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Jackson Hole, WY News

Protesters, cops look for ways forward

George Floyd’s death has catalyzed worldwide movements. Locals want it to be a moment of progress.

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Black Lives Matter protest

When protesters walked away from Town Square on Sunday afternoon they carried not only signs. They also had a sense that the momentum in the wake of George Floyd’s death at the hands of a white police officer could create lasting change.

Groups are already thinking about more demonstrations, according to organizer Tina Seay, as well as Yaya Birch, who wasn’t part of the Sunday protest but is talking with people about future ones. And protesters who came to Town Square already have ideas of how to turn the anger into something constructive.

“I want to hear from local law enforcement about how they are going to take this event into their trainings and make it something they can learn from,” protester Hannah Haberman said.

Black Lives Matter protest

Jackson native Maleah Tuttle leads chants for Black Lives Matter activists Tuesday at the Town Square during a protest May 31 of the death of George Floyd, the black man killed while in police custody in Minneapolis on Memorial Day.

As it turns out, cops want to hear from the community, too. Jackson Police Chief Todd Smith scheduled what he calls a “brown bag lunch” for noon Thursday in Town Council chambers so community members can discuss the state of race and their relationship with law enforcement.

“If we want to make progress, it starts through discussion and dialogue,” he said.

Protests around the country have decried police brutality against people of color, particularly black men. Because of demographics, that’s not something that comes up a lot in Jackson, but law enforcement officers admit they are still working toward better support of Jackson’s largest community of color.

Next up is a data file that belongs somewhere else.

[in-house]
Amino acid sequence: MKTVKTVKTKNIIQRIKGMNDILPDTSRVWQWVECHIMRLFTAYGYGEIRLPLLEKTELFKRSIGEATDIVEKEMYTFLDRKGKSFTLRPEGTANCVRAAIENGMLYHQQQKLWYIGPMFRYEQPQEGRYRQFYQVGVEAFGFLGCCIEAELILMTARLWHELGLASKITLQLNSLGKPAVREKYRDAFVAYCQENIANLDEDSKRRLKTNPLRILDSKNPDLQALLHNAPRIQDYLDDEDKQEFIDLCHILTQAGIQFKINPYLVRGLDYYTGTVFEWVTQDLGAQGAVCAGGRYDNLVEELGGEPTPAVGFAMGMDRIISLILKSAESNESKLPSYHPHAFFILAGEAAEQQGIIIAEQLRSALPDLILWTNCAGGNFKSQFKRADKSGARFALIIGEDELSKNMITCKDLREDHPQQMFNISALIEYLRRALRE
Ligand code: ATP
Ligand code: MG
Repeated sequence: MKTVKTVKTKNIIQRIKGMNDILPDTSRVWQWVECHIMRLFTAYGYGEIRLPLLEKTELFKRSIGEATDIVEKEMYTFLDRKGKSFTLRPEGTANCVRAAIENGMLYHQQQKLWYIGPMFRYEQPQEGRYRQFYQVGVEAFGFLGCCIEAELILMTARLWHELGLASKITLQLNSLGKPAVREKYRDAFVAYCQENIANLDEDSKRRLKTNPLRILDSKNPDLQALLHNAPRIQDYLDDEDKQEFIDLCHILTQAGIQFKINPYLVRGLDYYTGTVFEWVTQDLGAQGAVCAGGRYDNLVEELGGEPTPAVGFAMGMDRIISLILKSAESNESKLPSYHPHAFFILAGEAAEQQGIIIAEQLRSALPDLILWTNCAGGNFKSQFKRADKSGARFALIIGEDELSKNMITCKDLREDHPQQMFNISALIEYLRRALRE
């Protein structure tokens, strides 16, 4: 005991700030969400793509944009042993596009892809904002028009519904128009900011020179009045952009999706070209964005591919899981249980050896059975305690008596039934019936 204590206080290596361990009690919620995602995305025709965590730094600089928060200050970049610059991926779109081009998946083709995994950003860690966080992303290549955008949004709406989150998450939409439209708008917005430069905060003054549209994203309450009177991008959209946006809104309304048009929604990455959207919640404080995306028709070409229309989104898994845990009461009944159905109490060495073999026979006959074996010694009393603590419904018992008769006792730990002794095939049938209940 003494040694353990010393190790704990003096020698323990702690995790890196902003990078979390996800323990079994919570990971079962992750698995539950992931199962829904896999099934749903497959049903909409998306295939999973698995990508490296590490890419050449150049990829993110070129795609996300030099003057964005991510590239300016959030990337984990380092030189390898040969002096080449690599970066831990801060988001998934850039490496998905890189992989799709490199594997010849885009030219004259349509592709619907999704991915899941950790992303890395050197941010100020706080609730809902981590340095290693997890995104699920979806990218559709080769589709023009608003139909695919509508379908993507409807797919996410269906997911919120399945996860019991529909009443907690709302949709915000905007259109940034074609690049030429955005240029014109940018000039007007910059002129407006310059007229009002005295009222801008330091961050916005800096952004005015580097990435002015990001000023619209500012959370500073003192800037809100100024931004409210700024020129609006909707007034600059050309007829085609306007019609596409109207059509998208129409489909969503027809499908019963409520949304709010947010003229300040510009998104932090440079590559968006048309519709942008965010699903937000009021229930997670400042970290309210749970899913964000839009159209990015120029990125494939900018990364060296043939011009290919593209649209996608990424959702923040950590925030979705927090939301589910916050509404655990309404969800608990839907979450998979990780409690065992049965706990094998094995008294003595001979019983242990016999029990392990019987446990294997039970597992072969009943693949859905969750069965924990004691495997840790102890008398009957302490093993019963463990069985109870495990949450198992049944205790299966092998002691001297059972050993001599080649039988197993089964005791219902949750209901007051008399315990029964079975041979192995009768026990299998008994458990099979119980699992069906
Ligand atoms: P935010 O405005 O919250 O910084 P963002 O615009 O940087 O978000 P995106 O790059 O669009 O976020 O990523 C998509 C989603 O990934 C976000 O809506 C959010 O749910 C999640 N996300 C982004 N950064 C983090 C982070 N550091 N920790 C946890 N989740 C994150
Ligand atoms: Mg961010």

According to the U.S. Census Bureau, the Latino population makes up 15% of Teton County, but law enforcement agencies have struggled for years to hire Spanish-speaking employees and Latino officers.

“I think that’s still critical that law enforcement and local government need to be reflective of the population,” Teton County Sheriff Matt Carr said. “I’ve been striving to do that, and that’s been a goal of mine since the beginning. It’s been quite a struggle.”

Language barriers are a piece Carr and Smith would like to address. Smith has added Spanish speakers in realms like victim services, and he has several officers with varying levels of Spanish proficiency, though he would like more.

Black Lives Matter protest

About 150 people rallied May 31 at the Town Square for the Black Lives Matter protest of the death of George Floyd.

One incentive for his staff is a bonus they receive for being bilingual. It’s an important tool, he said, to retain officers and other employees.

Sheriff Carr would like to have that as a tool. Teton County government doesn’t offer a bonus for bilingual employees, so he isn’t able to pay bilingual officers more, and he would like to see the Teton County Human Resources Department instate such a bonus in all county agencies.

He doesn’t have anyone in the field who speaks Spanish at the moment, and he sees the need for a Spanish speaker in the office.

“We have a public-facing front desk, and members of the public come in on a regular basis,” Carr said. “If I could have a Spanish-speaking person there, that would be a game changer.”

Even with the language barriers, Elisabeth Trefonas, an immigration attorney and public defender, sees a generally positive relationship between law enforcement and communities of color. She has heard complaints from clients about heavy-handed treatment, perhaps a Latino driver being pulled over for a cracked windshield when there are dozens of other cars with the same problem, but the reality of small-town life makes it easier to create a positive relationship.